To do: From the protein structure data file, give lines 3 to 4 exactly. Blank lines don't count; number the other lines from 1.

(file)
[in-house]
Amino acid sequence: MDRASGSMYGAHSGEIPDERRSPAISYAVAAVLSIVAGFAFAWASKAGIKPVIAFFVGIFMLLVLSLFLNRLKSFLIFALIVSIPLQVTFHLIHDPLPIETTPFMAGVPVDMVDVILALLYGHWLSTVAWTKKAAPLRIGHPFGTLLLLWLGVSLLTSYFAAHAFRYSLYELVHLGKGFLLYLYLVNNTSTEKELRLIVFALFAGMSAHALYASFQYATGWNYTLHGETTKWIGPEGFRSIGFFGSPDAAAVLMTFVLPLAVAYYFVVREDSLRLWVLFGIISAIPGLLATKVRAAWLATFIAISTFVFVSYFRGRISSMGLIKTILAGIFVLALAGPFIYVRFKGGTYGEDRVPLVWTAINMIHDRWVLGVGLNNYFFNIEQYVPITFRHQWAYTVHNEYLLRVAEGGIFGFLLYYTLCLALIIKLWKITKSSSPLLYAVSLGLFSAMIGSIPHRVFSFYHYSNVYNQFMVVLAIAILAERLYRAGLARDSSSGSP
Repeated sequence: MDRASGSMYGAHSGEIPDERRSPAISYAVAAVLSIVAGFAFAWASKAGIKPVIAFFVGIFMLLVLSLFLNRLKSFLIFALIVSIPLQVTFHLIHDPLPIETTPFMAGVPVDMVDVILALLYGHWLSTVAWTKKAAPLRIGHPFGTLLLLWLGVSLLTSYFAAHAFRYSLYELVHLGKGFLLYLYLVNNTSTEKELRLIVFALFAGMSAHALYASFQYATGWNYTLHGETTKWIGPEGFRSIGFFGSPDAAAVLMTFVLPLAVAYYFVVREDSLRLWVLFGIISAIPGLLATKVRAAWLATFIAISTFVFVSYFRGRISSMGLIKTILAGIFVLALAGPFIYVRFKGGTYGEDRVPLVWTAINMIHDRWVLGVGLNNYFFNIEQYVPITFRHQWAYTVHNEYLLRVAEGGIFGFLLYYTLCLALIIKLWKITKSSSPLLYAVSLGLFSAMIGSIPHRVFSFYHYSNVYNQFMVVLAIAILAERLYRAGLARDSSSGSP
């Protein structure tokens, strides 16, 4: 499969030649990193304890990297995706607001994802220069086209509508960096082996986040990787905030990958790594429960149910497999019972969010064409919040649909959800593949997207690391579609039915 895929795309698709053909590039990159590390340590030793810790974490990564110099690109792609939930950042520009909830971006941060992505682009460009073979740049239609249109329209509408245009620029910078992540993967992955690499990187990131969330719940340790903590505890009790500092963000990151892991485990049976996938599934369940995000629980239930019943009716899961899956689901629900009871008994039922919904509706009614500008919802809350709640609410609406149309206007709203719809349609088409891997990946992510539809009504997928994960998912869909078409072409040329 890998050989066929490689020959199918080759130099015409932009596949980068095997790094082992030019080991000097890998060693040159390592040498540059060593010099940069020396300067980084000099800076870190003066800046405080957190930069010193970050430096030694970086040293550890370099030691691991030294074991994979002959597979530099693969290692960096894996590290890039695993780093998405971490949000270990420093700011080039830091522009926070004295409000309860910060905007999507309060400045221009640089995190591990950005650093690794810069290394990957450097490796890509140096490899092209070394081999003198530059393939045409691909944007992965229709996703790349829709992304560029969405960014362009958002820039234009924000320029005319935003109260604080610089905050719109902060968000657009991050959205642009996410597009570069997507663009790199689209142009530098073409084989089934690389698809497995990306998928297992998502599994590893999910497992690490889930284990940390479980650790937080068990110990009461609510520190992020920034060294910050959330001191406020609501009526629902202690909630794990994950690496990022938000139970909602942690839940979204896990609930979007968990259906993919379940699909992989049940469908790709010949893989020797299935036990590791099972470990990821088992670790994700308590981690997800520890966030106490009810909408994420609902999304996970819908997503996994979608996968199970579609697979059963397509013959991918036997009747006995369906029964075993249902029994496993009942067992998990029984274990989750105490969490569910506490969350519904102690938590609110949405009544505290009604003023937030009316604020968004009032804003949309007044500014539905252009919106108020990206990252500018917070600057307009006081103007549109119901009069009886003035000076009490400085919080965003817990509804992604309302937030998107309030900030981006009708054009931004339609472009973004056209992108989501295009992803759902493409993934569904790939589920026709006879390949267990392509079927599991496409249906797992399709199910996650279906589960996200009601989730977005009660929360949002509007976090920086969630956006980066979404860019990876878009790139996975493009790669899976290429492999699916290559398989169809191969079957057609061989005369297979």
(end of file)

Repeated sequence: MDRASGSMYGAHSGEIPDERRSPAISYAVAAVLSIVAGFAFAWASKAGIKPVIAFFVGIFMLLVLSLFLNRLKSFLIFALIVSIPLQVTFHLIHDPLPIETTPFMAGVPVDMVDVILALLYGHWLSTVAWTKKAAPLRIGHPFGTLLLLWLGVSLLTSYFAAHAFRYSLYELVHLGKGFLLYLYLVNNTSTEKELRLIVFALFAGMSAHALYASFQYATGWNYTLHGETTKWIGPEGFRSIGFFGSPDAAAVLMTFVLPLAVAYYFVVREDSLRLWVLFGIISAIPGLLATKVRAAWLATFIAISTFVFVSYFRGRISSMGLIKTILAGIFVLALAGPFIYVRFKGGTYGEDRVPLVWTAINMIHDRWVLGVGLNNYFFNIEQYVPITFRHQWAYTVHNEYLLRVAEGGIFGFLLYYTLCLALIIKLWKITKSSSPLLYAVSLGLFSAMIGSIPHRVFSFYHYSNVYNQFMVVLAIAILAERLYRAGLARDSSSGSP
């Protein structure tokens, strides 16, 4: 499969030649990193304890990297995706607001994802220069086209509508960096082996986040990787905030990958790594429960149910497999019972969010064409919040649909959800593949997207690391579609039915 895929795309698709053909590039990159590390340590030793810790974490990564110099690109792609939930950042520009909830971006941060992505682009460009073979740049239609249109329209509408245009620029910078992540993967992955690499990187990131969330719940340790903590505890009790500092963000990151892991485990049976996938599934369940995000629980239930019943009716899961899956689901629900009871008994039922919904509706009614500008919802809350709640609410609406149309206007709203719809349609088409891997990946992510539809009504997928994960998912869909078409072409040329 890998050989066929490689020959199918080759130099015409932009596949980068095997790094082992030019080991000097890998060693040159390592040498540059060593010099940069020396300067980084000099800076870190003066800046405080957190930069010193970050430096030694970086040293550890370099030691691991030294074991994979002959597979530099693969290692960096894996590290890039695993780093998405971490949000270990420093700011080039830091522009926070004295409000309860910060905007999507309060400045221009640089995190591990950005650093690794810069290394990957450097490796890509140096490899092209070394081999003198530059393939045409691909944007992965229709996703790349829709992304560029969405960014362009958002820039234009924000320029005319935003109260604080610089905050719109902060968000657009991050959205642009996410597009570069997507663009790199689209142009530098073409084989089934690389698809497995990306998928297992998502599994590893999910497992690490889930284990940390479980650790937080068990110990009461609510520190992020920034060294910050959330001191406020609501009526629902202690909630794990994950690496990022938000139970909602942690839940979204896990609930979007968990259906993919379940699909992989049940469908790709010949893989020797299935036990590791099972470990990821088992670790994700308590981690997800520890966030106490009810909408994420609902999304996970819908997503996994979608996968199970579609697979059963397509013959991918036997009747006995369906029964075993249902029994496993009942067992998990029984274990989750105490969490569910506490969350519904102690938590609110949405009544505290009604003023937030009316604020968004009032804003949309007044500014539905252009919106108020990206990252500018917070600057307009006081103007549109119901009069009886003035000076009490400085919080965003817990509804992604309302937030998107309030900030981006009708054009931004339609472009973004056209992108989501295009992803759902493409993934569904790939589920026709006879390949267990392509079927599991496409249906797992399709199910996650279906589960996200009601989730977005009660929360949002509007976090920086969630956006980066979404860019990876878009790139996975493009790669899976290429492999699916290559398989169809191969079957057609061989005369297979």